In parallel with the studies modeling metastasis, Kang and his team began searching more generally for genetic factors that contribute to poor outcomes in cancer patients, developing new techniques for the analysis of cancer genomes to that end. The effort yielded an obscure gene encoding a protein named metadherin whose expression was linked to aggressive metastasis and drug resistance in breast cancer. “There were maybe six papers out about this protein when we started working on it,” recalls Kang.

Kang’s subsequent studies showed that metadherin promotes cancer progression by supporting tumor cells under various stresses such as chemotherapy, and by suppressing the recognition of tumor cells by cancer-targeting T cells. His team demonstrated in mouse models that its inhibition suppresses the growth and metastasis of breast, lung and colorectal cancers, and that mice lacking the gene seem to suffer no ill effects. The protein, it appears, is not essential to healthy cells in animals—except perhaps under certain stressful conditions—and could therefore be safe to target for therapy. Kang and his colleagues have launched two biotechnology companies to develop drugs targeting metadherin and other cancer fitness genes for therapy.


For the longest time, Kang notes, scientists have considered the genes that gain and lose function to initiate cancer as a set separate from those that enable metastasis. Based on his own studies, Kang considers this view inaccurate, noting that Jagged1 is essential for bone metastasis but also plays a key role in the establishment of primary tumors. Ditto for metadherin, he says, whose loss in engineered mice compromises the formation of primary tumors as well.

“The concept steadily evolved in my lab that cancer is a continuous process and, in fact, many of the so-called oncogenes also play a role in metastasis, and so-called pure metastasis genes are essential for the formation of primary tumors as well,” says Kang. “The reason they behave like metastasis genes is that they allow the cells to survive under stressful conditions. Cancer cells are under constant stress—mitotic stress, metabolic stress, immune cell attack, genomic instability, to name some. The reason they can survive and progress is due to the fitness pathways that allow them to cope with that stress, so if you target those pathways, they become very vulnerable to therapy. A lot of our research now is focusing on these fitness pathways.”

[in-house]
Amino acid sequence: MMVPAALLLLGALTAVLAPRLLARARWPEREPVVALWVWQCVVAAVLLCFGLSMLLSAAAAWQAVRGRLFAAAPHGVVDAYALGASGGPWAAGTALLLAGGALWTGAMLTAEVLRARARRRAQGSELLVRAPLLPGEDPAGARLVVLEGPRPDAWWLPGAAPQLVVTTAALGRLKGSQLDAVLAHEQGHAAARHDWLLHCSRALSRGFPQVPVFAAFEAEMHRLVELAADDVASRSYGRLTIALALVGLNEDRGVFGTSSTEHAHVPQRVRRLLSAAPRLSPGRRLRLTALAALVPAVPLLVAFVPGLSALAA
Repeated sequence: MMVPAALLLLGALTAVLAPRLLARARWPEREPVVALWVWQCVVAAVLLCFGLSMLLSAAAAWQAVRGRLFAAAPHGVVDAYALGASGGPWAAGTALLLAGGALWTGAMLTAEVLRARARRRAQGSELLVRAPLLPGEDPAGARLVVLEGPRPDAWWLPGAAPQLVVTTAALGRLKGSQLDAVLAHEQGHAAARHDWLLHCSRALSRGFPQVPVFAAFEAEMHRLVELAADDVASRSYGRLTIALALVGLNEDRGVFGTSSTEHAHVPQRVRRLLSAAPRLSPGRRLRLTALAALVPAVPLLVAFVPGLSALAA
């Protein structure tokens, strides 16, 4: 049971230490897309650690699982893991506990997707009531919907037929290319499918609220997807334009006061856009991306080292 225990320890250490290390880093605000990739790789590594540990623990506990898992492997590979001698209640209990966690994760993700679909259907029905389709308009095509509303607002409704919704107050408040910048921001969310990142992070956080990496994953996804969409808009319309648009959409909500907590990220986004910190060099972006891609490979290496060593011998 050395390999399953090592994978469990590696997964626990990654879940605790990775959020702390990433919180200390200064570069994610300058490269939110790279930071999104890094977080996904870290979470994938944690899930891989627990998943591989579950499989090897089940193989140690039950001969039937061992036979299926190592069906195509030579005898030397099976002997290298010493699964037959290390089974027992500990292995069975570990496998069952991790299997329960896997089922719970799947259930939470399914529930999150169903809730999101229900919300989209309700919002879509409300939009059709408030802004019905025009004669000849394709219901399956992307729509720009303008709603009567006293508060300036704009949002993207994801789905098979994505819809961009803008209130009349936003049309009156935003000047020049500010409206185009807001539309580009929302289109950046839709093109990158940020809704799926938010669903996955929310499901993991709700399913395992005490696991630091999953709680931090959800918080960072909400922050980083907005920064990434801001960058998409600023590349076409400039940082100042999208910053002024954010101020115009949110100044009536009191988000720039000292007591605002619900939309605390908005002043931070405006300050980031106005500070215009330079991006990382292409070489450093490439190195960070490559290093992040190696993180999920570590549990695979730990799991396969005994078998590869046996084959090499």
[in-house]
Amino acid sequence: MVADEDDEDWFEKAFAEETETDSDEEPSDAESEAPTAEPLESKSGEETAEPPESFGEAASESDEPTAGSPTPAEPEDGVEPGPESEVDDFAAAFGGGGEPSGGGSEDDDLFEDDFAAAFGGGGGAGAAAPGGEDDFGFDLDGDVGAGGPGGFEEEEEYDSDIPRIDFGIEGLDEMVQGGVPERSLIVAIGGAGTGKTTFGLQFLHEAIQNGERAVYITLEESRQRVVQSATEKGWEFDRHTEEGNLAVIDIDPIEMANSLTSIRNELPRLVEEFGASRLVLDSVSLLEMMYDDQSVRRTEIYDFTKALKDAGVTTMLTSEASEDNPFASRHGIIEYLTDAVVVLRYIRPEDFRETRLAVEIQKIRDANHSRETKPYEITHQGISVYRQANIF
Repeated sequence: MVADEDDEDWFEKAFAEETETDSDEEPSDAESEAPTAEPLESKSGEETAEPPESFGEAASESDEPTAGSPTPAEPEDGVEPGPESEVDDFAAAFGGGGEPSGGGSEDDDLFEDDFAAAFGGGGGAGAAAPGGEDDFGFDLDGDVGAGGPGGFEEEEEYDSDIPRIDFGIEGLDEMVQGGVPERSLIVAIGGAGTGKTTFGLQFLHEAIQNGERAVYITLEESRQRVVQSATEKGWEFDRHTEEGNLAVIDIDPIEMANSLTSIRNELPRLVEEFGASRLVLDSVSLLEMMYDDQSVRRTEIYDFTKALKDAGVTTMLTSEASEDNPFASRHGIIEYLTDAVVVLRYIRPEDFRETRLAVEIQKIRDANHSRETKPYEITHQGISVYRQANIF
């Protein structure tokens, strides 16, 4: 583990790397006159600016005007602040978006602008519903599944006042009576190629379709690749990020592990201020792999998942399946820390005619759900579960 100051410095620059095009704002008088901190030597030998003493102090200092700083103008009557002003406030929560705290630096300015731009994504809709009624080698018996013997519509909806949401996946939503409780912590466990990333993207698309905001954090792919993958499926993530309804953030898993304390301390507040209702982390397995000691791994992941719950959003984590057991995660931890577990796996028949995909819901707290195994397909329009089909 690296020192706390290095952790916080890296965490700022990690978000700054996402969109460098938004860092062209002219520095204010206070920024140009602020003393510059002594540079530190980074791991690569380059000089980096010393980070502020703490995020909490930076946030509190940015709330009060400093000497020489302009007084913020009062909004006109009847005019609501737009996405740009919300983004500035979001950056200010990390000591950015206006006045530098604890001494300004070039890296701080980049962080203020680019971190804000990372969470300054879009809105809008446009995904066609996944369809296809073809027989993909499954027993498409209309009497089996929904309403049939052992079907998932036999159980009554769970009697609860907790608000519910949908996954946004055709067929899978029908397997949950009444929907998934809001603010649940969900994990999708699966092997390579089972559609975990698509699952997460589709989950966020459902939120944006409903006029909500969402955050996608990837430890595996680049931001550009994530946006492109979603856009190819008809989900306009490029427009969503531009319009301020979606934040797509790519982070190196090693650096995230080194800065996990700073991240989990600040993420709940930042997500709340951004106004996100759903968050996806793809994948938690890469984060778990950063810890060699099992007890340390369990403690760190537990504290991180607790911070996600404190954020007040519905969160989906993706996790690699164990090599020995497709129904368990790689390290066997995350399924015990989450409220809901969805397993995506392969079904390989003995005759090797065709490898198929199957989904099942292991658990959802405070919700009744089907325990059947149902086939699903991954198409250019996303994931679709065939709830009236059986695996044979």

Kang’s interrogation of metastasis has also drawn him into cancer metabolism—the focus of Ludwig Princeton. Branch Director Josh Rabinowitz joined Princeton the same year Kang did, and the two reported the results of their first collaboration in 2010. Employing Rabinowitz’s sophisticated technologies for the large-scale analysis of metabolism, the researchers analyzed metabolic changes associated with the metastasis of breast cancer cells. Though a relatively small paper published in the Journal of Biological Chemistry, says Kang, it remains one of his most highly cited studies, since it was among the first to attempt such an analysis.

The pair have since collaborated on other studies of cancer cell metabolism, examining the reliance of cancer cells on various energy-generating and biosynthetic pathways. “We are very complementary to each other,” says Kang. “Josh’s lab is very strong in metabolomics and chemistry, and we have all the resources in mouse modeling.”

Kang has also worked with Eileen White, associate director of the Princeton Branch, in a study on the metabolism of cancers driven by the oncogene Ras. He is, further, associate director for consortium research at the Rutgers Cancer Institute of New Jersey, where White is chief scientific officer.

Kang’s focus on cancer metabolism seems set to grow at Ludwig Princeton. He is, he says, very interested in exploring the role of exercise, diet and other lifestyle factors that influence the risk and treatment response of metastasis. (It bears noting here that, despite the pebble injury, Kang remains an accomplished athlete: he completed a half IRONMAN contest this summer and then a full IRONMAN in Arizona on November 21st—a triathlon that includes a 2.4-mile swim, a 112-mile bike ride and a 26.2-mile run.)

Kang is particularly excited about the many opportunities created by the establishment of the Ludwig Princeton Branch. “Cancer research used to be a relatively niche research area at Princeton, since we do not have a medical school on campus,” he says. “Now we are part of a large global family of Ludwig researchers, many of whom work on areas that synergize with our main research interests: metastasis, tumor environment, cancer immunology, epigenetics, cancer stem cells, just to name a few. This will elevate our research to a whole new level.”

On the therapeutic front, Kang’s team is in collaboration with the Rabinowitz lab now developing candidate drugs targeting a family of metabolic enzymes for the treatment of cancer, stemming from research that will soon be published. Another area of interest to him in cancer metabolism, says Kang, is the role of diet in cancer metastasis to the liver.

“My ultimate goal,” says Kang, “is to make a medicine that really helps cancer patients.”

He seems well on his way already.